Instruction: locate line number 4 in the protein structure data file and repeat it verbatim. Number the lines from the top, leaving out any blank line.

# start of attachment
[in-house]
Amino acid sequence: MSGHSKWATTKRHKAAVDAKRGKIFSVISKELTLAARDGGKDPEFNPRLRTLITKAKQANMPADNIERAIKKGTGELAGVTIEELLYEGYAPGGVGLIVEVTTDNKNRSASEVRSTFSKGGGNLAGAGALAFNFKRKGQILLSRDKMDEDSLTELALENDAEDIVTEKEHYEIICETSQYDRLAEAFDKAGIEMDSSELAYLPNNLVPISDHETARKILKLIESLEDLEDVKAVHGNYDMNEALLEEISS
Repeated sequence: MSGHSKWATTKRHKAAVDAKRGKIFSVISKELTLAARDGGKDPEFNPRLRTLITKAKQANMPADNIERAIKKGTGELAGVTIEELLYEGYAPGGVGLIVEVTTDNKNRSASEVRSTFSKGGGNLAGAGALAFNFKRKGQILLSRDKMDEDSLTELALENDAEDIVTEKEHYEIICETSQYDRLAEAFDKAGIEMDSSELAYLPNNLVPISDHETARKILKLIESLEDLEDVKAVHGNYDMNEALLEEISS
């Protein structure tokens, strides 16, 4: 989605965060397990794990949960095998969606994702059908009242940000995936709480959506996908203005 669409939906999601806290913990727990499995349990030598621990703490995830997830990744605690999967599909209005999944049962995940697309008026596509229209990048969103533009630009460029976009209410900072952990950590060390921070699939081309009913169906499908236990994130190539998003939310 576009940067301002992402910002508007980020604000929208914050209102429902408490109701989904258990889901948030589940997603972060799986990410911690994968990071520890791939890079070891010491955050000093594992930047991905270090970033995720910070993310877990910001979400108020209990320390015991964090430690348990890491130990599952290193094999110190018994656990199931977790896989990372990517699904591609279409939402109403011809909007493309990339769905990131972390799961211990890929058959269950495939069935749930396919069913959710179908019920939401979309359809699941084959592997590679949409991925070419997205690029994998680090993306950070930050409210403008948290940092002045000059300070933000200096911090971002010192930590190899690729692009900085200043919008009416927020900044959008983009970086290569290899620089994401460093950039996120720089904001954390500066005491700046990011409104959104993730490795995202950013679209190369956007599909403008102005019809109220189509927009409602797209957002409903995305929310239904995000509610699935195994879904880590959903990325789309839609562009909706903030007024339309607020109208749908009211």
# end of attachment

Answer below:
């Protein structure tokens, strides 16, 4: 989605965060397990794990949960095998969606994702059908009242940000995936709480959506996908203005 669409939906999601806290913990727990499995349990030598621990703490995830997830990744605690999967599909209005999944049962995940697309008026596509229209990048969103533009630009460029976009209410900072952990950590060390921070699939081309009913169906499908236990994130190539998003939310 576009940067301002992402910002508007980020604000929208914050209102429902408490109701989904258990889901948030589940997603972060799986990410911690994968990071520890791939890079070891010491955050000093594992930047991905270090970033995720910070993310877990910001979400108020209990320390015991964090430690348990890491130990599952290193094999110190018994656990199931977790896989990372990517699904591609279409939402109403011809909007493309990339769905990131972390799961211990890929058959269950495939069935749930396919069913959710179908019920939401979309359809699941084959592997590679949409991925070419997205690029994998680090993306950070930050409210403008948290940092002045000059300070933000200096911090971002010192930590190899690729692009900085200043919008009416927020900044959008983009970086290569290899620089994401460093950039996120720089904001954390500066005491700046990011409104959104993730490795995202950013679209190369956007599909403008102005019809109220189509927009409602797209957002409903995305929310239904995000509610699935195994879904880590959903990325789309839609562009909706903030007024339309607020109208749908009211």